It's a Dirty Bird That Fouls Its Own Nest - Part IIJuly 13, 2012 @ 8:25 AM EST
I was joking with Dave M. last week that he had to post my piece on the most recent scandals in the financial industry within the hour or a new one might pop up and the story would be out of date.
Well, that did not happen that day but only a day or two later we had another couple of new ones.
The first involves a mid-sized futures broker, PFG Best, which is being accused by the CFTC of fraud and misuse of client funds, in a case eerily similar to MF Global. Skipping many of the details, PFG allegedly was reporting something like $225 million in client funds, while only having $5 million on the books. As in the case with MF Global, it sounds like the remaining funds are frozen for now and clients are not too happy with the prospects of either temporary or permanent losses. The founder of the firm reportedly attempted to commit suicide as the story was coming to the surface.
Dave M. forwarded the second story. From the Associated Press:
“Federal criminal and civil investigators looked into possible leaks of economic data that the U.S. government provides early to news organizations, according to a report released Tuesday by the Labor Department. The report says Labor officials raised concerns about self-identified news organizations that primarily serve high-speed stock traders. It notes that high-speed traders can profit from having the data even a split-second before its public release.”
Now rumors and suspicions of such activity is nothing new and I wrote last week,
“We truly get annoyed when we see what look to be suspicious trading activity in front of major news events. Now this might just be institutions with well-informed sources and faster computers, but sometimes we just have to wonder.”
But this is the first time I can recall have seeing this type of accusation involving a “news chain” which is supposed to be reliably secure. (One of the best of these type stories was quite some time ago back before the digital days when a favorable mention of a stock in BusinessWeek could really move it and someone in the production loop was being paid to leak news before a weekend issue went to press.)
We also had this wire service news item today regarding Wells Fargo:“Wells Fargo, the nation’s largest home mortgage lender, has agreed to pay at least $175 million to settle allegations that outside brokers discriminated against black and Hispanic borrowers during the housing boom, the Justice Department announced on Thursday. It is the second-largest residential fair-lending settlement in the department's history.”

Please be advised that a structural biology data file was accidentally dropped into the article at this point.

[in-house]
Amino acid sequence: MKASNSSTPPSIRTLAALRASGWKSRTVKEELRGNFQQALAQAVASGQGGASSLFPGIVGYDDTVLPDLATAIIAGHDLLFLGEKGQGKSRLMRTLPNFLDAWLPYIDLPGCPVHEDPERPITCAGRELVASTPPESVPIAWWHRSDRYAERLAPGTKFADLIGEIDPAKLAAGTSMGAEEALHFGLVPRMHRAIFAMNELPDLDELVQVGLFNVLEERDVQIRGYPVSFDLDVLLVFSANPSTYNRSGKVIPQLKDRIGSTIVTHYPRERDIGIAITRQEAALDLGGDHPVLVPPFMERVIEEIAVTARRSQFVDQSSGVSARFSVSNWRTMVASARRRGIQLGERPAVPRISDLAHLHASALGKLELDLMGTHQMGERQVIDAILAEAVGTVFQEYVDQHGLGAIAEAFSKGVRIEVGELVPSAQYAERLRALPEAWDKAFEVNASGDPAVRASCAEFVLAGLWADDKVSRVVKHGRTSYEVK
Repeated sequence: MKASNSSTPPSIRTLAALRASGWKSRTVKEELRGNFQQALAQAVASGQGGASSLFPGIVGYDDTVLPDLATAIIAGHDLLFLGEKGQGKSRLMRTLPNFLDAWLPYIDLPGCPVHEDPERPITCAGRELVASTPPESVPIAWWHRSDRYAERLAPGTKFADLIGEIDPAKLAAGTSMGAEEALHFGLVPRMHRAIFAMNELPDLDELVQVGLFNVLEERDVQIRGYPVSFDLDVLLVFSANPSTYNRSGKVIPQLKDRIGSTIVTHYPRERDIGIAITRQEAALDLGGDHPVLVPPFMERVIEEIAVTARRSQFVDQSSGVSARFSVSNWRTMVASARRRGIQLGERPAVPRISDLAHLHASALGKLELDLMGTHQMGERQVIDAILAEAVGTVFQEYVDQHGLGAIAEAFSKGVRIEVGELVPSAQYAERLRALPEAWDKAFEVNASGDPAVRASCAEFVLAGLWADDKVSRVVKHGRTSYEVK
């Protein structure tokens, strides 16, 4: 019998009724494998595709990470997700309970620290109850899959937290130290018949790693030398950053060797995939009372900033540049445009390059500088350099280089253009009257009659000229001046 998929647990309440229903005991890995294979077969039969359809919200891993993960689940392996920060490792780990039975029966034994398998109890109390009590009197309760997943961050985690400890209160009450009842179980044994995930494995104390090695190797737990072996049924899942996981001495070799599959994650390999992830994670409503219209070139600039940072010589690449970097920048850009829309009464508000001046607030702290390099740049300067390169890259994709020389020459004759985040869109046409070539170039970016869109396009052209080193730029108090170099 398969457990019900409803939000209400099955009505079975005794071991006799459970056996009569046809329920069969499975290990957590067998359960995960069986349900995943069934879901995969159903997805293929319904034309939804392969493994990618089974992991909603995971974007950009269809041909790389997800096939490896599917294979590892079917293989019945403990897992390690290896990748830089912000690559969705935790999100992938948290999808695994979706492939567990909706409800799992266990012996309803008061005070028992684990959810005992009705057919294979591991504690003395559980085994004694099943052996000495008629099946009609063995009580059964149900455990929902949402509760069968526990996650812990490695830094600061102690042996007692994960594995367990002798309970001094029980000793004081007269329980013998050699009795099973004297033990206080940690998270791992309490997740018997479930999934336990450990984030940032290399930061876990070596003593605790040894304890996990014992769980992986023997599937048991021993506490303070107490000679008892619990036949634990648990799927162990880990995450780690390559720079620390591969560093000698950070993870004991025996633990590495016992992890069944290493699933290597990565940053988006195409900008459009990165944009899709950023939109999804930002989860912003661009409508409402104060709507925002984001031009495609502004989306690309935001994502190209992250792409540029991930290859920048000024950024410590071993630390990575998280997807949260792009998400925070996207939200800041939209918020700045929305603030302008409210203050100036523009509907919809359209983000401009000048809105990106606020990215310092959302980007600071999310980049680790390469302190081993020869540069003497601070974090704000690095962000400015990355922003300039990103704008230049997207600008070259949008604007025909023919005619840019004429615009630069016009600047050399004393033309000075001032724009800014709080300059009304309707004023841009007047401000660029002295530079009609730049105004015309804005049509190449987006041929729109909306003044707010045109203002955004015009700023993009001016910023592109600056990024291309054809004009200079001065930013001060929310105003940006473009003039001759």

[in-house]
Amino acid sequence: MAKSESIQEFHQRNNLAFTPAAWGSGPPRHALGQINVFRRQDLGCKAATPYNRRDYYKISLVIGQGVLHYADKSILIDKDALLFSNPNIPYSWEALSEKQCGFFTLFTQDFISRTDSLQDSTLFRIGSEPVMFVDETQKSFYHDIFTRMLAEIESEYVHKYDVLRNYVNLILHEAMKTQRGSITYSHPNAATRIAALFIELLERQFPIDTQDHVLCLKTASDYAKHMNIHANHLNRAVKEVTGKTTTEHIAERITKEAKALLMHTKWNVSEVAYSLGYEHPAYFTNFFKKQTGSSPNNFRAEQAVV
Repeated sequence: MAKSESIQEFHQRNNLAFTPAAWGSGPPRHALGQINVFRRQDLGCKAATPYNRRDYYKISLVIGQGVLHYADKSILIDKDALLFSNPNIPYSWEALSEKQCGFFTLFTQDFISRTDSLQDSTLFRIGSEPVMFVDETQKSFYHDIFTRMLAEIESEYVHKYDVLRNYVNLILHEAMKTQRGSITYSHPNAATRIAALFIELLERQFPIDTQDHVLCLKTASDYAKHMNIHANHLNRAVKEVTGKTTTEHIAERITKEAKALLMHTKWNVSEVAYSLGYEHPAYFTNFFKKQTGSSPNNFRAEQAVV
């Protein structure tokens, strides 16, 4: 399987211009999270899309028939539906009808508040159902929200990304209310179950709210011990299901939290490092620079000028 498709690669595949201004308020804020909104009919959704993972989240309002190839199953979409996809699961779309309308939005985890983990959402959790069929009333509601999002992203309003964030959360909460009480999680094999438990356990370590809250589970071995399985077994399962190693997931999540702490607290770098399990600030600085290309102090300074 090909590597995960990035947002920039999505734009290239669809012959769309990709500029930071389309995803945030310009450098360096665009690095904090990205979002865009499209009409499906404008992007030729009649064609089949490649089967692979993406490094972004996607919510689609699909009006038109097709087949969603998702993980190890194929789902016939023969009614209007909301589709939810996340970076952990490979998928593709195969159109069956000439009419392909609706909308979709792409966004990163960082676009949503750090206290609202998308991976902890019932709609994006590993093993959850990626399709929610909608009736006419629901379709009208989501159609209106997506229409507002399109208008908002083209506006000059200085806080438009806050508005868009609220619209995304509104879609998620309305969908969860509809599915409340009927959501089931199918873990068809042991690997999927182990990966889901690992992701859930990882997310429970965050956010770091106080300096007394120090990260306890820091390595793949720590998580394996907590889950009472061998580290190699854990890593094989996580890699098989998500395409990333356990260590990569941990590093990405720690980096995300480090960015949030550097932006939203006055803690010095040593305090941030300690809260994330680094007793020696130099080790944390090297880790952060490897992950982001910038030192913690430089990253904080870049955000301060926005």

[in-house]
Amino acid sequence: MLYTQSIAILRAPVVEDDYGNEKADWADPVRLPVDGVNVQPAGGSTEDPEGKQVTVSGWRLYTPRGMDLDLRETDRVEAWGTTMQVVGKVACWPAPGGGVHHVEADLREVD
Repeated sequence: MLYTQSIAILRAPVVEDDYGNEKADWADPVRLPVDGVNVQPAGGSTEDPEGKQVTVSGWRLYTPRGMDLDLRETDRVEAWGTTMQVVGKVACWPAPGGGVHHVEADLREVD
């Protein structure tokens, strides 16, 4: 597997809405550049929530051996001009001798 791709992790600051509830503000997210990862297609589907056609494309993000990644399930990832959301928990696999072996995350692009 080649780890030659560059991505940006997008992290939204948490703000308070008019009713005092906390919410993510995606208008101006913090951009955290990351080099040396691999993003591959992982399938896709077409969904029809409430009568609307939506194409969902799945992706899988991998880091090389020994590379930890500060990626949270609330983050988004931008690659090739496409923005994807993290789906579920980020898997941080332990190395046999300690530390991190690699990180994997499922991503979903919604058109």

OK, but let’s connect the dots a bit more here.
You have likely read about JPM’s Jamie Dimon having a special shareholder and analyst meeting on Friday, to address 2nd QTR. results, the details of the “whale trading loss”, and possible “clawbacks” of executive pay for those involved in managing the trades which produced the loss.
Dimon had been the most formidable and prominent critic of elements of Dodd-Frank and other banking regulatory activity, and has loss a fair amount of prestige with the reports of the trading loss (now at $4.4 billion) and his initial reaction to it. Just Tuesday, the CFTC issued new guidelines on regulation of the $650 trillion global derivatives industry, which did not thrill many major financial services organizations.
“Light will begin to shine on the swaps market for the first time,” said Commodity Futures Trading Commission chief Gary Gensler.
Mr. Dimon will also now have to answer questions about mutual fund marketing efforts for JPM’s Wealth Management division. Several regulatory bodies have not yet brought charges but are questioning marketing claims and “steering” of clients into JPM’s funds, which might not necessarily have presented the best fees or returns. The SEC, Financial Regulatory Authority, Manhattan D.A. and states of New Jersey and Delaware are all interested in this matter.
(Being in the business, it was sadly amusing to hear the allegations that JPM posted “hypothetical results” for several funds instead of “Actual”. Now they have given their supposed reasons why, but hey Dave, can we try that when we have less than a stellar week?).
In a feature article yesterday in the New York Times, the headline and lead addressed “The Spreading Scourge of Corporate Corruption. The misconduct of the financial industry no longer surprises most Americans, and trust in big business overall is declining. We should be alarmed.”
Two notable statistics quoted were that “Only 1 in 5 Americans has much trust in banks” and “62% of Americans think corporate corruption is widespread.”
Can you really blame them?
As we said last week, “Even a Muppet like Big Bird knows you can’t foul your own nest”.
David W. (aka The Underground Trader)
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